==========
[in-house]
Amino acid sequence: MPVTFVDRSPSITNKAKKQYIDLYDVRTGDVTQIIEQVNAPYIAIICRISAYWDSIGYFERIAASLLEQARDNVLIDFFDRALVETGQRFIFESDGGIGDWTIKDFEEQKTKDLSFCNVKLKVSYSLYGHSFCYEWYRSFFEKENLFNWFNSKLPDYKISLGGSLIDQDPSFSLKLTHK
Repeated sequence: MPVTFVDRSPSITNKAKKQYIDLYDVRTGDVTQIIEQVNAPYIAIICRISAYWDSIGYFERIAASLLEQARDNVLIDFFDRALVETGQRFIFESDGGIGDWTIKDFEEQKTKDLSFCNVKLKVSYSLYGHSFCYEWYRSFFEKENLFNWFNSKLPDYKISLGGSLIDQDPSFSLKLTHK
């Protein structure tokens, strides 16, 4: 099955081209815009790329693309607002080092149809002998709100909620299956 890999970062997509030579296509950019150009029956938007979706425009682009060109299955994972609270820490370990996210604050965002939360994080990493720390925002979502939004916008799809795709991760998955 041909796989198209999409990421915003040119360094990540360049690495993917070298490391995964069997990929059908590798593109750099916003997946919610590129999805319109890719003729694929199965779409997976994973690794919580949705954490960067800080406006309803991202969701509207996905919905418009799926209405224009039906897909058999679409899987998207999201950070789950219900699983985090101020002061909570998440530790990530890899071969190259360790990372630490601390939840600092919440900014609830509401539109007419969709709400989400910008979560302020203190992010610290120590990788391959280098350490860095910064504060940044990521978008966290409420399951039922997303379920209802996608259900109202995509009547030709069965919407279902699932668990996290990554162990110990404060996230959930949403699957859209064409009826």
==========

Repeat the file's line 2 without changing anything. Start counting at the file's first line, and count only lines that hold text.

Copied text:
Amino acid sequence: MPVTFVDRSPSITNKAKKQYIDLYDVRTGDVTQIIEQVNAPYIAIICRISAYWDSIGYFERIAASLLEQARDNVLIDFFDRALVETGQRFIFESDGGIGDWTIKDFEEQKTKDLSFCNVKLKVSYSLYGHSFCYEWYRSFFEKENLFNWFNSKLPDYKISLGGSLIDQDPSFSLKLTHK